Francis LEE

(1913-1998)
Nationality: american

Francis Lee (18 Apr 1913 – 29 May 1998)

"Francis Lee began experimenting with abstract animation in 1939, completing 1941 before going to war. After World War II, he made several more pioneering films, including 'Le Bijou' (1946), before returning to painting. In the 1960s/70s he worked again as a cameraman and animator on 'The Black Fox' (1962) and experimental videos." —Jan-Christopher Horak

"Francis Lee, a combat cameraman who documented the D-Day invasion of Normandy in 1944 and was a member of an avant-garde film movement, died on May 29 at a nursing home in Manhattan. He was 85 and lived in Manhattan.

Mr. Lee was taken to New York from Sicily as a child and began to work in experimental film in 1939 with a movie camera and editing equipment he bought with a small inheritance. In World War II he joined the infantry and, assigned as a combat cameraman, shot some 500,000 feet of film. Thirty years later, he retrieved much of that film and fashioned it into a 20-minute documentary. After the war he worked as a commercial filmmaker and taught at New York University.” —obituary, The New York Times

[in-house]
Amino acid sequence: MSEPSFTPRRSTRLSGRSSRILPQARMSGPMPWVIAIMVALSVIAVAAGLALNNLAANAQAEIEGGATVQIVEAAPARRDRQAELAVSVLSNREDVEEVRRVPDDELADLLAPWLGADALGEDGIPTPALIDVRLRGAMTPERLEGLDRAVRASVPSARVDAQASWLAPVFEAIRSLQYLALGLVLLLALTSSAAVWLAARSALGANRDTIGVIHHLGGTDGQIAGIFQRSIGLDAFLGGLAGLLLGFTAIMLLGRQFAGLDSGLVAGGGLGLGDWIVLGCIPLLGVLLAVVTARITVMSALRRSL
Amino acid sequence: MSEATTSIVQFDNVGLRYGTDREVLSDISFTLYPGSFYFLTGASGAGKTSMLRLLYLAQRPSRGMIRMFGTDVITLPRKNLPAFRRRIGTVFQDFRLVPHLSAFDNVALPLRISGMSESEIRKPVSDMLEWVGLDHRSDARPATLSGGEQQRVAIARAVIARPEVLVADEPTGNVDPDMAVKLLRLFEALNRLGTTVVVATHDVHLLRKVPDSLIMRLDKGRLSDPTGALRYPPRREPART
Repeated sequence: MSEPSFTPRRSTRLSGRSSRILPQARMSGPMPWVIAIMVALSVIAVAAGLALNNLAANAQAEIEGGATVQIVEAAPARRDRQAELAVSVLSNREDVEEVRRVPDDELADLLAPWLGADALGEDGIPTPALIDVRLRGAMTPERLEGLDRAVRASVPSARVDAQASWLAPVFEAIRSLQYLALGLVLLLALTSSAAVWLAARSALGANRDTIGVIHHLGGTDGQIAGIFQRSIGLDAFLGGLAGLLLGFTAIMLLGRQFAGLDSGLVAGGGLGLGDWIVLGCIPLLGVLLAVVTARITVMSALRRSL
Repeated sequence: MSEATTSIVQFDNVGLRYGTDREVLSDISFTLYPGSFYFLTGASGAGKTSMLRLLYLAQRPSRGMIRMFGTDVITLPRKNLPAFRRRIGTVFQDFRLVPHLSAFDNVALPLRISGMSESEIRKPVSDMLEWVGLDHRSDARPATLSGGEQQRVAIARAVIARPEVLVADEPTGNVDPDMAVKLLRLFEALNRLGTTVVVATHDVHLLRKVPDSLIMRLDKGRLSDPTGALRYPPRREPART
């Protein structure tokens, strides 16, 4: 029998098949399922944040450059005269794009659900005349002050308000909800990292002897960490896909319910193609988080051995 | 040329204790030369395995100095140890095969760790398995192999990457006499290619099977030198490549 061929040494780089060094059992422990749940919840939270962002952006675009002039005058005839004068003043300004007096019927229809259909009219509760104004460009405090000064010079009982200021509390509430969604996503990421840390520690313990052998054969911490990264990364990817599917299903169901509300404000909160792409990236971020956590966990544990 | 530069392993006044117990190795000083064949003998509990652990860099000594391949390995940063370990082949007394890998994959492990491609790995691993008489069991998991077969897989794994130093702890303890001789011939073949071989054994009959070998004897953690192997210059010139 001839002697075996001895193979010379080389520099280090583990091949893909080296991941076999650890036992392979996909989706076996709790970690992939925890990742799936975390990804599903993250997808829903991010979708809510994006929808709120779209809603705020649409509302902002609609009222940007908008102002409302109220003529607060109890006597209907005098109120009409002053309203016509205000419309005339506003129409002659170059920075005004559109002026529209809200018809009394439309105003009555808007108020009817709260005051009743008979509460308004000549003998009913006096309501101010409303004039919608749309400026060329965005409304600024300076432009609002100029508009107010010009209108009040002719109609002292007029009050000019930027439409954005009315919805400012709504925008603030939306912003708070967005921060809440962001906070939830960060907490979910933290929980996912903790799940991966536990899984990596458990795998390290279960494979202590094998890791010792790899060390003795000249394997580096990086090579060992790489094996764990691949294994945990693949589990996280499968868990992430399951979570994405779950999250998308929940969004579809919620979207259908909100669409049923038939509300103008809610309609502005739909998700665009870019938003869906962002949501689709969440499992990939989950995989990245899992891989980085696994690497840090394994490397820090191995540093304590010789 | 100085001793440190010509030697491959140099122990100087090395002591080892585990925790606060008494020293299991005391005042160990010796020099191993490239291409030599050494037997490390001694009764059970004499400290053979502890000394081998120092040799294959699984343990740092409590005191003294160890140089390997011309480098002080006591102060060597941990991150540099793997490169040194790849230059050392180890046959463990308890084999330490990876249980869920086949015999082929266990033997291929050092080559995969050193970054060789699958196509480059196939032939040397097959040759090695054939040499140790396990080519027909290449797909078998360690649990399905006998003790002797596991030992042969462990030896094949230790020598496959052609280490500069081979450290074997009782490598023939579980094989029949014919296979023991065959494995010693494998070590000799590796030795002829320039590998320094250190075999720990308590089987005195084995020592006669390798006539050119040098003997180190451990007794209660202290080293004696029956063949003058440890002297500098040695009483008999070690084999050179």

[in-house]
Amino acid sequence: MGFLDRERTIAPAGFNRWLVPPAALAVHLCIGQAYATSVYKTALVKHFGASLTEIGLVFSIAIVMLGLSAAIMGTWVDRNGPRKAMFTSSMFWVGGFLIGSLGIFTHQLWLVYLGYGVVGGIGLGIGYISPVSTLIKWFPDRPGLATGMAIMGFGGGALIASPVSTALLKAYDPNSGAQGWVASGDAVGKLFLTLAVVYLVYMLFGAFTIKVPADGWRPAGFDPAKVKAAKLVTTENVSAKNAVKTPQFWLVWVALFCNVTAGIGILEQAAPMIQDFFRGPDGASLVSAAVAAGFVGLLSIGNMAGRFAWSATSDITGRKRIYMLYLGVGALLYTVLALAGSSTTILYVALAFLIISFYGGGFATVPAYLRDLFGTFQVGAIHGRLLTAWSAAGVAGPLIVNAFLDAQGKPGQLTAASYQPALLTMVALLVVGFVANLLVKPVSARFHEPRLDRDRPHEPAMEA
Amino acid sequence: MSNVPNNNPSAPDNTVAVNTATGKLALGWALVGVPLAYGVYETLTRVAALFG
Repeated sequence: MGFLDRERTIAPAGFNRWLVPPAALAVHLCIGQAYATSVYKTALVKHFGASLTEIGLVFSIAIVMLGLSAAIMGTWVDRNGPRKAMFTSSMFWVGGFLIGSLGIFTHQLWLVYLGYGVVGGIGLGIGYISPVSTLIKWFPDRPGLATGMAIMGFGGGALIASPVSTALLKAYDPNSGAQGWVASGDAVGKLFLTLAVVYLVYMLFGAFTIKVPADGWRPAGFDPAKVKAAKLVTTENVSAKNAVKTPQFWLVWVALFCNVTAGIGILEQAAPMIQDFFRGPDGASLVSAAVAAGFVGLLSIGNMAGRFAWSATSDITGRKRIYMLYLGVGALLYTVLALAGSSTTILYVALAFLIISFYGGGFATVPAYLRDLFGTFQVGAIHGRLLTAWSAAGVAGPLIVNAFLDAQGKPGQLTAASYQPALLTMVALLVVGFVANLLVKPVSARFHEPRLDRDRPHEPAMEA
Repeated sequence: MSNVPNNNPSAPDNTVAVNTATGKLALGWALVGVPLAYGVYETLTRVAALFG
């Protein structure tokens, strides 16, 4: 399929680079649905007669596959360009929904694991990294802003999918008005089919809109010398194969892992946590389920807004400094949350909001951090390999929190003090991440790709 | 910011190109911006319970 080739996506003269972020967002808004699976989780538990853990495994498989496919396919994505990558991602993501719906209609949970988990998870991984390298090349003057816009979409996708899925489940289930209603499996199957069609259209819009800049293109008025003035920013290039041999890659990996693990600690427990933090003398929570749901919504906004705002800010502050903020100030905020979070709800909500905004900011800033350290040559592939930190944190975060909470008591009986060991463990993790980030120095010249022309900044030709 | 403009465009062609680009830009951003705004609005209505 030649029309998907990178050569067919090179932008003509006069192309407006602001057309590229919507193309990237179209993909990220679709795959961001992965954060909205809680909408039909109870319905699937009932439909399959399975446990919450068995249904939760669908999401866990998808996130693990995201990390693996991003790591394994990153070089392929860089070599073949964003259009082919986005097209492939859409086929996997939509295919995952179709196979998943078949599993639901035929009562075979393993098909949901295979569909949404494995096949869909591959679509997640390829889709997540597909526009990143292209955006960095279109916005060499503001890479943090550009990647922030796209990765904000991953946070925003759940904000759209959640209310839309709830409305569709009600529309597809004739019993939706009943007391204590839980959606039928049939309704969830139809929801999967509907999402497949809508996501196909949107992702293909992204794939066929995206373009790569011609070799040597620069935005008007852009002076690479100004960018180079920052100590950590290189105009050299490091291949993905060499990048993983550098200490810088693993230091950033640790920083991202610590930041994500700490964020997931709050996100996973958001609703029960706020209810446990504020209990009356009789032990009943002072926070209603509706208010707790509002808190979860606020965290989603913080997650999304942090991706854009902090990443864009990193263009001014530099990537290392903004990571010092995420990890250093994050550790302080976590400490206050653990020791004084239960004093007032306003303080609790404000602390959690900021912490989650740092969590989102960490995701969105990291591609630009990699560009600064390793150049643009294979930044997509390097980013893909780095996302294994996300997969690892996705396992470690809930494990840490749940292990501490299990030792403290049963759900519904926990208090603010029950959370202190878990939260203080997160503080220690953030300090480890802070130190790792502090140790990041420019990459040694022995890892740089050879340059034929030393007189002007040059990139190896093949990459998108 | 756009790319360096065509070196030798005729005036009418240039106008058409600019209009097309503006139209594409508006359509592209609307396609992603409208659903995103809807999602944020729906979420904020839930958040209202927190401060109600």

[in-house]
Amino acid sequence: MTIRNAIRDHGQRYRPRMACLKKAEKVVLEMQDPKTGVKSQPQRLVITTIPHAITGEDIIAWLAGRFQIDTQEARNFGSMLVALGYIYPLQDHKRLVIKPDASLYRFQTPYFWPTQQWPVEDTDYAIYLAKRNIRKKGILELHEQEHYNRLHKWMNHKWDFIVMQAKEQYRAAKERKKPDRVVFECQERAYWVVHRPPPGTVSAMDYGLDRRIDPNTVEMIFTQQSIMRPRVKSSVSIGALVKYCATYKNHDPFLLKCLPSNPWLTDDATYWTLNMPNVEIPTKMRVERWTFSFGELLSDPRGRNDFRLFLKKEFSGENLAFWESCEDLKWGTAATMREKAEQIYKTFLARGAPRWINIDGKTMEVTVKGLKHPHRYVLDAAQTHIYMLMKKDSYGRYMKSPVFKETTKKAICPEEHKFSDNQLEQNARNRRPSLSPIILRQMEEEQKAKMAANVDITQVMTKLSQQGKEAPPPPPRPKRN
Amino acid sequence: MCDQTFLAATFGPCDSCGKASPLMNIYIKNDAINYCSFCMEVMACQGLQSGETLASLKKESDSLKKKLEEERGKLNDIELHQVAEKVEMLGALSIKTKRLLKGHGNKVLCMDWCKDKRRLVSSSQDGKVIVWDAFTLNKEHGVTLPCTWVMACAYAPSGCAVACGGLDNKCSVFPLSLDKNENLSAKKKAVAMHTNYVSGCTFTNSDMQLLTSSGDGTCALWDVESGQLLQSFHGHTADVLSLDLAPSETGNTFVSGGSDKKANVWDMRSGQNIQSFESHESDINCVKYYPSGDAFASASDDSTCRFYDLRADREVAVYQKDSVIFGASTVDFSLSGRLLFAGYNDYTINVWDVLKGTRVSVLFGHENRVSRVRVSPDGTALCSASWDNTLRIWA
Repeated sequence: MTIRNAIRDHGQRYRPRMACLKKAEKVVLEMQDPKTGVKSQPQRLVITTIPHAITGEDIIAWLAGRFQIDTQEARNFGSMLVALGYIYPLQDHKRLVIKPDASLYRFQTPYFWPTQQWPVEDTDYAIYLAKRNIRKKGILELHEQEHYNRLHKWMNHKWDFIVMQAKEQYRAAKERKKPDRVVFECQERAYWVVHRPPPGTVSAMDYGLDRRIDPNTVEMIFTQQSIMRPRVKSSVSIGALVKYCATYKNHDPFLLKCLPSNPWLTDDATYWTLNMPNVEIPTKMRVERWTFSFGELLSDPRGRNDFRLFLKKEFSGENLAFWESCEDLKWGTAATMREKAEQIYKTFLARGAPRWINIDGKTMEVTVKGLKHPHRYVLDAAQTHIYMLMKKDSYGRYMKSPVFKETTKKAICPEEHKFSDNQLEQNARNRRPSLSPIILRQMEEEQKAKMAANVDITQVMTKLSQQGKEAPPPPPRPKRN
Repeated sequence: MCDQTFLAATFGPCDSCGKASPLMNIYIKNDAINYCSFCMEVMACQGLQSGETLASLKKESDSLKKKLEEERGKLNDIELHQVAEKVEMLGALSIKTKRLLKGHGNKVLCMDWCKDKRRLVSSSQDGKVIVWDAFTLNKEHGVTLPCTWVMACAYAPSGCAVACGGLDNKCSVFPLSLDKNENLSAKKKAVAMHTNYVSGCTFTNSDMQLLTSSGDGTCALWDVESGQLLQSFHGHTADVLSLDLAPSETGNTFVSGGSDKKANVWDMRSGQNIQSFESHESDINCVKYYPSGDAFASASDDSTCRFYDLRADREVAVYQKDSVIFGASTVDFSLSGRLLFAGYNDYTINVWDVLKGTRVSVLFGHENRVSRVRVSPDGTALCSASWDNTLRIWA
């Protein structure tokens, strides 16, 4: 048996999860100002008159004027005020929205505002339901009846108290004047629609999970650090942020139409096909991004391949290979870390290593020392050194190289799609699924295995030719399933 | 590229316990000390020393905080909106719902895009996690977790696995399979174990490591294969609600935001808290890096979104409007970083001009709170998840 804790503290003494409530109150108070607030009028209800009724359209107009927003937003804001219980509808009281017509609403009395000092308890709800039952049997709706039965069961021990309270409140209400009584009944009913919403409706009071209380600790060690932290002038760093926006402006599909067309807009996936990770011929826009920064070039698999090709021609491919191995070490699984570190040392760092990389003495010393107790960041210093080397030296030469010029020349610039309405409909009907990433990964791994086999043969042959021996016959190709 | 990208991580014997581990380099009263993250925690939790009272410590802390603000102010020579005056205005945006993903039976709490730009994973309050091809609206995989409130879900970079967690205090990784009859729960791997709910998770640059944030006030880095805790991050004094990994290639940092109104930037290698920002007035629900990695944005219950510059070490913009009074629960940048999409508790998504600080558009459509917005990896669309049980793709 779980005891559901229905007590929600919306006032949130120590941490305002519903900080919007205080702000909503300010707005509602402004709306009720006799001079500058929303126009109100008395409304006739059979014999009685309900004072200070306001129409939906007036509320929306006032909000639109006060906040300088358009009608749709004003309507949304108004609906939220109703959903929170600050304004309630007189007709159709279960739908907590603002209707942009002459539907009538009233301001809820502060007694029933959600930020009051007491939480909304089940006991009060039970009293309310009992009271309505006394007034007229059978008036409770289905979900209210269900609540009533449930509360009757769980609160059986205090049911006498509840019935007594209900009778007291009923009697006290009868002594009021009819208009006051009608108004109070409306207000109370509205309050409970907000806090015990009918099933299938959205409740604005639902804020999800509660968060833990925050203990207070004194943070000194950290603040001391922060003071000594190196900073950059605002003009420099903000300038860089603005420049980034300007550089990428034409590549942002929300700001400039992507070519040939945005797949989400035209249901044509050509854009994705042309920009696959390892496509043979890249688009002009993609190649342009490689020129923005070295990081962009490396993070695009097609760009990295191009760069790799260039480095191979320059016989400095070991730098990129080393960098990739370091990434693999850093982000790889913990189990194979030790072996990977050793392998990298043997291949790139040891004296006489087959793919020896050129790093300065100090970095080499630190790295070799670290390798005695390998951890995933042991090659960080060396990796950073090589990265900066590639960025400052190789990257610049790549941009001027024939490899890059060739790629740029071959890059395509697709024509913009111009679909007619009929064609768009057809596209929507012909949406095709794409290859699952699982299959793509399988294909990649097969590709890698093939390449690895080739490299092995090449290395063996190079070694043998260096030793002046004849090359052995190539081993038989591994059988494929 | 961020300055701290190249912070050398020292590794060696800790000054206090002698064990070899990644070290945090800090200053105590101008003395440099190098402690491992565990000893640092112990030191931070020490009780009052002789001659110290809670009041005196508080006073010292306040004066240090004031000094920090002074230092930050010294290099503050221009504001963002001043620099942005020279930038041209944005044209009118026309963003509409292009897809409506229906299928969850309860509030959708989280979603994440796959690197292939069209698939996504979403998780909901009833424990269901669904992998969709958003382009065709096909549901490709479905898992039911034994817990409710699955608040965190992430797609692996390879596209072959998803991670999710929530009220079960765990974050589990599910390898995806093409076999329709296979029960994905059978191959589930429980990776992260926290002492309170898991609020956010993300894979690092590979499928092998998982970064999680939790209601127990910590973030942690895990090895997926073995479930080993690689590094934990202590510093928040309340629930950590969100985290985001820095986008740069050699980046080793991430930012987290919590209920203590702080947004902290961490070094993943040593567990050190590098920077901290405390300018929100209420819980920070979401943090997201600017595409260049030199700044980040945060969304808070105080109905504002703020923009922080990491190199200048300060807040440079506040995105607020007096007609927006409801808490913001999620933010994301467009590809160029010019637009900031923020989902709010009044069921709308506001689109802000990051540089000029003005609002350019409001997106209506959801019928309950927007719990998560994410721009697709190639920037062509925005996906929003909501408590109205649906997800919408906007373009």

Masterworks of American Avant-garde Film 1920-1970

Unseen Cinema: Early American Avant-Garde Film 1894-1941

2 MOVIES IN DISTRIBUTION

CH'AN
1983 / 35mm / b&w / sound / single screen / 6' 33 / 24 €
distribution: Digital file on server
  1941
1941 / 16mm / color / sound / single screen / 4' 20 / 27 €
distribution: DCP on server or Digital file on server